Now showing items 1-20 of 15325

    • Partner Support as a Buffer between Parental Depressive Symptoms and Parental Engagement

      Barnett, Melissa A.; Vasquez, Maria Belinda; Curran, Melissa A.; Speirs, Katherine (The University of Arizona., 2022)
      The risks and economic pressures experienced by low-income families can lead to psychological distress such as depressive symptoms (Masarik & Conger, 2017), which can impact parenting behaviors. The present study addressed how parental depressive symptoms might be a risk associated to parent-child relationships, especially positive parental engagement. Using a risk and resilience framework, the current study is the first to explore three forms of partner support (emotional support, financial support, and emergency child-care support) as potential protective factors that buffer the association between depressive symptoms and parental engagement among N = 3,165 mothers and fathers of three-year-olds. Participants were predominantly unmarried and from diverse minority ethnic backgrounds (Hispanic= 24%, Black Non-Hispanic=57%, White Non-Hispanic=17%, and other race=2%). Results indicated that parental depressive symptoms are negatively associated with positive parental engagement. The more depressive symptoms a parent is experiencing, the less likely they are to participate in positive parental engagement activities (e.g., singing, playing). Findings also suggested that emergency child-care partner support was a protective factor only for fathers. Emotional partner support and financial partner support were not a significant buffer for mothers or fathers. Findings highlight the need to address mental health needs in low-income families and explore complex associations between parenting practices and potential protective factors that promote resilience.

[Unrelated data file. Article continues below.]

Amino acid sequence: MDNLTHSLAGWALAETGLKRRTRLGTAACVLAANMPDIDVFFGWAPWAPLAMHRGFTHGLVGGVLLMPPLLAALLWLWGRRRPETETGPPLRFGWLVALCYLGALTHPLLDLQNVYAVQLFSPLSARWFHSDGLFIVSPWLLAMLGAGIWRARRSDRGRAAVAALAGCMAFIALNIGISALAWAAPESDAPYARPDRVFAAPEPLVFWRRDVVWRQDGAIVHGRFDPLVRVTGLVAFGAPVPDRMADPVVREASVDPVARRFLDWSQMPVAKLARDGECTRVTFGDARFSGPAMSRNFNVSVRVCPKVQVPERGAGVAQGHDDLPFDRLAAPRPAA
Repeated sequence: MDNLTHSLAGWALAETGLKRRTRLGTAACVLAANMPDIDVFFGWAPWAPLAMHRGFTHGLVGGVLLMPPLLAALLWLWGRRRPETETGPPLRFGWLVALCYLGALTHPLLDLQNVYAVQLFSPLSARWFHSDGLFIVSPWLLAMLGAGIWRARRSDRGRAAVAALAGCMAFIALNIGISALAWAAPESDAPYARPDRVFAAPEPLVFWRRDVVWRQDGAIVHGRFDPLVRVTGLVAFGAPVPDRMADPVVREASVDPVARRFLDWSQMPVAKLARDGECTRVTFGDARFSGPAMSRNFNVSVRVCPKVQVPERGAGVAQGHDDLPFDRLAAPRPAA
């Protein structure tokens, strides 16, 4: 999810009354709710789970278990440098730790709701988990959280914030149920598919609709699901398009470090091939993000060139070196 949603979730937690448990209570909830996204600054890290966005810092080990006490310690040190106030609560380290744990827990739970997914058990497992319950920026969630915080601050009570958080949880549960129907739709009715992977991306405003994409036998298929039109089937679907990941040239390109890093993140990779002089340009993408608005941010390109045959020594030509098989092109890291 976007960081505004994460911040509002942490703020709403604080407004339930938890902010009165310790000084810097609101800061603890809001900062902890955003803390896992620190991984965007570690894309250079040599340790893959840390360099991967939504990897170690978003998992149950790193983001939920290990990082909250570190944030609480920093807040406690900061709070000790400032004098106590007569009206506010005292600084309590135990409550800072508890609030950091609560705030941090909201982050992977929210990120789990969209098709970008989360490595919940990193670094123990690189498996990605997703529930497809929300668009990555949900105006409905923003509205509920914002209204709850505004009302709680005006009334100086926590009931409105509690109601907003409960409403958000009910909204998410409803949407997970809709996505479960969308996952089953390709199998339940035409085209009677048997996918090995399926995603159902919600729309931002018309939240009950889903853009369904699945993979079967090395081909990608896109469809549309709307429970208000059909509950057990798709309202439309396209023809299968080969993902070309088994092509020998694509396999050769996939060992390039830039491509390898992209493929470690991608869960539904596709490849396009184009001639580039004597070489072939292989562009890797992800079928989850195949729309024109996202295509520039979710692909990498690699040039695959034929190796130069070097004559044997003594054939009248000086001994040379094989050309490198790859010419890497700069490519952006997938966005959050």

• Renal Cell Carcinoma: American Indians, Metabolism, Metastasis, and Treatment

      Badger, Terry; Cordova-Marks, Felina; Lybarger, Lonnie; Briehl, Margaret (The University of Arizona., 2022)
      Renal cell cancer disproportionately affects American Indians/Alaskan Natives. This same population is also not included in published clinical trials and not reported on in published renal cancer clinical trials. Renal cancer treatment is needed that not only implements targeting new pathways or combinations of pathways that have not been targeted prior and integrating with traditional health. Almost 2/3 of American Indian’s report utilizing traditional medicine and cancer patients from this population report seeking traditional healers. New potential interventions should be created that combine traditional health with western medicine focused on metabolic pathways. Blocking in one treatment HIF1 and SIRT2; a separate treatment blocking VEGF and production of interleukins 6 and 8; and increasing BPTES to decrease glutamine; as well as adding in traditional aspects of health such as sweat ceremonies and usage of sage for example. Combining both western medicine and traditional health could increase the quality of life and outcomes for this population.
    • The Gale Transform

      Izosimov, Anton; Dirdak, Abigayle Lynn; Pickrell, Doug; Ercolani, Nick (The University of Arizona., 2021)
      The Gale transform is a map between collections of points in projective spaces. Historically the Gale transform has been defined in several different ways. In this paper I compile three of these definitions to show that they are well defined and that they are equivalent as maps.
    • Ground Penetrating Radar Optimization in Southern Arizona Soils

      Sternberg, Ben; Tuten, Thomas Derwin; Johnson, Roy; Rucker, Dale (The University of Arizona., 2021)